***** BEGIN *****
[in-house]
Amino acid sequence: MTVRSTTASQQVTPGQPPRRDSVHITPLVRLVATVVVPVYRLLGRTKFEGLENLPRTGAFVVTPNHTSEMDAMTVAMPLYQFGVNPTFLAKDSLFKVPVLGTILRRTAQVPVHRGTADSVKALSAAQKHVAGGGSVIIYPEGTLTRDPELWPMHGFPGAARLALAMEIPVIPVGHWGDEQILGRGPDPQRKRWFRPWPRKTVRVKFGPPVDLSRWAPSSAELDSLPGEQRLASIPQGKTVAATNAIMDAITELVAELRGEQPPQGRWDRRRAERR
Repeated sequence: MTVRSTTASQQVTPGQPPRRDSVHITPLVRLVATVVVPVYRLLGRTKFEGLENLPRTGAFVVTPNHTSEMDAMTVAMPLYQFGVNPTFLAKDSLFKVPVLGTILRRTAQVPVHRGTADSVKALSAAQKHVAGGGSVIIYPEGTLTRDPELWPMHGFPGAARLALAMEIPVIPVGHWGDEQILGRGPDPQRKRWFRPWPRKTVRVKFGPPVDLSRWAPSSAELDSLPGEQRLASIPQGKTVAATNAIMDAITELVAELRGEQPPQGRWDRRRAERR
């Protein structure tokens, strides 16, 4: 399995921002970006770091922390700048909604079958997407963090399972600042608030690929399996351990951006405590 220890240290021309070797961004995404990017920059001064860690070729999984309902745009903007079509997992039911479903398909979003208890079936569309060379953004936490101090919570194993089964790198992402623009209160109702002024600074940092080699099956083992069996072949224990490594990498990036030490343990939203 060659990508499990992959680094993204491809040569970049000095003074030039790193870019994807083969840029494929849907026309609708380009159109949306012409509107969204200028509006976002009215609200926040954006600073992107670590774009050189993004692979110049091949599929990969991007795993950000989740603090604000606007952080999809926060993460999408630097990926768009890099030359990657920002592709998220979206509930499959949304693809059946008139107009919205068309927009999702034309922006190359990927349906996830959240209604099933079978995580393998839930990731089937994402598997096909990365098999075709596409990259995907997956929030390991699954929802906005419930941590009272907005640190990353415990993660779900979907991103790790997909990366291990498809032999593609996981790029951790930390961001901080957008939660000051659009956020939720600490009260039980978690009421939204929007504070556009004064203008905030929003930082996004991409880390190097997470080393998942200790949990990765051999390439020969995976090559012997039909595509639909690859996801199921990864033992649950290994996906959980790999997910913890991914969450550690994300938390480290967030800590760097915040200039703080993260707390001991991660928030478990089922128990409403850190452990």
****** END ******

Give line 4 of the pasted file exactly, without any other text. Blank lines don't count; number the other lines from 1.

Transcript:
């Protein structure tokens, strides 16, 4: 399995921002970006770091922390700048909604079958997407963090399972600042608030690929399996351990951006405590 220890240290021309070797961004995404990017920059001064860690070729999984309902745009903007079509997992039911479903398909979003208890079936569309060379953004936490101090919570194993089964790198992402623009209160109702002024600074940092080699099956083992069996072949224990490594990498990036030490343990939203 060659990508499990992959680094993204491809040569970049000095003074030039790193870019994807083969840029494929849907026309609708380009159109949306012409509107969204200028509006976002009215609200926040954006600073992107670590774009050189993004692979110049091949599929990969991007795993950000989740603090604000606007952080999809926060993460999408630097990926768009890099030359990657920002592709998220979206509930499959949304693809059946008139107009919205068309927009999702034309922006190359990927349906996830959240209604099933079978995580393998839930990731089937994402598997096909990365098999075709596409990259995907997956929030390991699954929802906005419930941590009272907005640190990353415990993660779900979907991103790790997909990366291990498809032999593609996981790029951790930390961001901080957008939660000051659009956020939720600490009260039980978690009421939204929007504070556009004064203008905030929003930082996004991409880390190097997470080393998942200790949990990765051999390439020969995976090559012997039909595509639909690859996801199921990864033992649950290994996906959980790999997910913890991914969450550690994300938390480290967030800590760097915040200039703080993260707390001991991660928030478990089922128990409403850190452990």